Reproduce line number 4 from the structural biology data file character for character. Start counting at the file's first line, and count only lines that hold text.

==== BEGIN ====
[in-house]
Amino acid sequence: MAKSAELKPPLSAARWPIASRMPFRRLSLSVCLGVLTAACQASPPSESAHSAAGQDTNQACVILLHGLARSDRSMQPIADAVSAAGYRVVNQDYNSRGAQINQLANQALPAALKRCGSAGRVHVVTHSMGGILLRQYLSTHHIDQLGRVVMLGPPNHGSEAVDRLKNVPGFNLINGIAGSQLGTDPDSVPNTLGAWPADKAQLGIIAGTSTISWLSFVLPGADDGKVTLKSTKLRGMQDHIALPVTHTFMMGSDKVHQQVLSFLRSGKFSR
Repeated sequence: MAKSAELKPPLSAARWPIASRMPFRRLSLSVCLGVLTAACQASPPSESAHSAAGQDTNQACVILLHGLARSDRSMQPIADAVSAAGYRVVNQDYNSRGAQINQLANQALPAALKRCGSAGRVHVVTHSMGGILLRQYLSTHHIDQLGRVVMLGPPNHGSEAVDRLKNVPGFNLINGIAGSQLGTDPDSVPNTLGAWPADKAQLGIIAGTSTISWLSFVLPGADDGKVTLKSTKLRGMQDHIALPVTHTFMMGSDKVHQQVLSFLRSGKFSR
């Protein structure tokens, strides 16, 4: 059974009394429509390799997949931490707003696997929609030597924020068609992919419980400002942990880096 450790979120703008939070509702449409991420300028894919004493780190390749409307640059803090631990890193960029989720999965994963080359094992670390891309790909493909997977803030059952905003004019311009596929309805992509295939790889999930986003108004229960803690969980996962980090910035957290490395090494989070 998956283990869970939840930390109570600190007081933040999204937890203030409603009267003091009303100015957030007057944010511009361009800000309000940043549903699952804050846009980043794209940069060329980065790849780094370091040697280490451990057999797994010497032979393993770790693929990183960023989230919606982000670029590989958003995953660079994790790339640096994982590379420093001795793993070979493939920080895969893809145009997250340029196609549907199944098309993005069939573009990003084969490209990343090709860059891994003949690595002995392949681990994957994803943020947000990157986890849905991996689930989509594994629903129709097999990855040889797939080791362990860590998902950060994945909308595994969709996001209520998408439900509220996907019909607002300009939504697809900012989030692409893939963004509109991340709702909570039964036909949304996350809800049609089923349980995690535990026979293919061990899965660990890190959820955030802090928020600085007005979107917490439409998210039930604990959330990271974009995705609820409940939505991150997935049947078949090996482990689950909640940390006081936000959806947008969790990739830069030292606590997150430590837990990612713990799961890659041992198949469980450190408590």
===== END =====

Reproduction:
């Protein structure tokens, strides 16, 4: 059974009394429509390799997949931490707003696997929609030597924020068609992919419980400002942990880096 450790979120703008939070509702449409991420300028894919004493780190390749409307640059803090631990890193960029989720999965994963080359094992670390891309790909493909997977803030059952905003004019311009596929309805992509295939790889999930986003108004229960803690969980996962980090910035957290490395090494989070 998956283990869970939840930390109570600190007081933040999204937890203030409603009267003091009303100015957030007057944010511009361009800000309000940043549903699952804050846009980043794209940069060329980065790849780094370091040697280490451990057999797994010497032979393993770790693929990183960023989230919606982000670029590989958003995953660079994790790339640096994982590379420093001795793993070979493939920080895969893809145009997250340029196609549907199944098309993005069939573009990003084969490209990343090709860059891994003949690595002995392949681990994957994803943020947000990157986890849905991996689930989509594994629903129709097999990855040889797939080791362990860590998902950060994945909308595994969709996001209520998408439900509220996907019909607002300009939504697809900012989030692409893939963004509109991340709702909570039964036909949304996350809800049609089923349980995690535990026979293919061990899965660990890190959820955030802090928020600085007005979107917490439409998210039930604990959330990271974009995705609820409940939505991150997935049947078949090996482990689950909640940390006081936000959806947008969790990739830069030292606590997150430590837990990612713990799961890659041992198949469980450190408590």